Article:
We’re told that our state of mind is the key to leading a happy life and in achieving our goals. But let’s get realistic here – no matter how much we try to remain focussed on what’s right with our world as opposed to what’s wrong, it really isn’t realistic to expect anyone to think positive thoughts 100% of the time. Life can throw us curve-balls which have to be dealt with and nobody would argue that it’s difficult, if not impossible to think positive thoughts if you are going through a break-up, have lost your job or are mourning the loss of a loved one.
We all face challenges and nobody expects us to radiate gratitude, positivity and happiness when we are dealing with them. Or to be able to divert our thoughts away from what’s going on. However upsetting these events may be, they do eventually pass and we can begin to appreciate our lives again.
So, under normal circumstances what can we do to improve our ‘thought focus’ and up our ability to concentrate on the positive aspects of our lives? According to researchers, whether or not you can maintain a positive outlook depends on the patterns of thought we create in our brains.
During a recent study, researchers invited participants to play a guessing game and answer questions about their feelings over their smartphones for a 10 day period. The guessing game would ask questions such as ‘The computer has picked No.5. Guess whether the next number will be high or lower.’ Respondents could win money or nothing based on their answers.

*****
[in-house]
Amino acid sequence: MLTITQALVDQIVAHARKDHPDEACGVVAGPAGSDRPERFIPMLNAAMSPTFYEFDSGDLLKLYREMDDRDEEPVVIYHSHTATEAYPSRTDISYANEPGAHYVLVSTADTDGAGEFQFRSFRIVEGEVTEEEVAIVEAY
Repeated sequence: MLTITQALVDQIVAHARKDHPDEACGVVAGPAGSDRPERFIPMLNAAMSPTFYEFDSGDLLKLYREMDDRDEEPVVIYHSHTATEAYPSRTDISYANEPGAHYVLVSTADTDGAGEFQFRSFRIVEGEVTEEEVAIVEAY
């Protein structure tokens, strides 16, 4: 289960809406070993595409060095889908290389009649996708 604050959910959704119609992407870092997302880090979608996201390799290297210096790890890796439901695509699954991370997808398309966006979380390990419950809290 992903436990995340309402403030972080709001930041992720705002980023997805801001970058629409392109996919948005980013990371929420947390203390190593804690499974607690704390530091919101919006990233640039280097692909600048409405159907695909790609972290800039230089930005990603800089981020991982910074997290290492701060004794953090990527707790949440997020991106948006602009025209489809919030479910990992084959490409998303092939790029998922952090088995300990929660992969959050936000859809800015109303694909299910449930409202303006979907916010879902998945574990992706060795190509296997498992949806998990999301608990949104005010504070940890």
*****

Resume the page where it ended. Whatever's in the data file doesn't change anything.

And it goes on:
Winning was intended to create a burst of positive emotion while losing negative feelings. To see how long these feelings lingered, the researchers then asked follow-up questions every 15 minutes after the game to see whether people were still experiencing positive or negative responses – or neither. They also performed MRI scans on some of the volunteers during the game to see whether there was a link between brain activity and the ability to maintain and enjoy, positive feelings.
What they then discovered was that people with increased activity in a part of the brain known as the ventral striatum were able to maintain a positive mind-set for longer periods of time that others. This is the brain’s ‘reward and learning’ sector. The researchers also discovered that activity in another sector of the brain – the dorsal prefrontal cortex, determined how fast volunteers experienced positive emotions having won a reward.
Now, here’s where it gets really interesting as these areas of the brain are stimulated by certain thought patterns aside from things like winning rewards. They can be stimulated consciously by us simply by thinking thoughts centered around what Buddhists call ‘loving kindness’ and compassion towards others!
Now, when we stop to think about it, when we learn to meditate or follow a spiritual path, this is the goal we are aiming for. So, if we want to enjoy increased feelings of wellbeing and positive thoughts for longer, we can say the ‘ground breaking’ conclusion of this study is that we should meditate and try whenever possible to think loving thoughts towards others. Which is what in effect spiritual teachings have been saying for thousands of years!
In other words, science has again caught up with ancient wisdom. So, you can train your brain to focus on the positive – simply by meditating and thinking with compassion. So send loving thoughts out there – just as I’m sending out mine from me to you.
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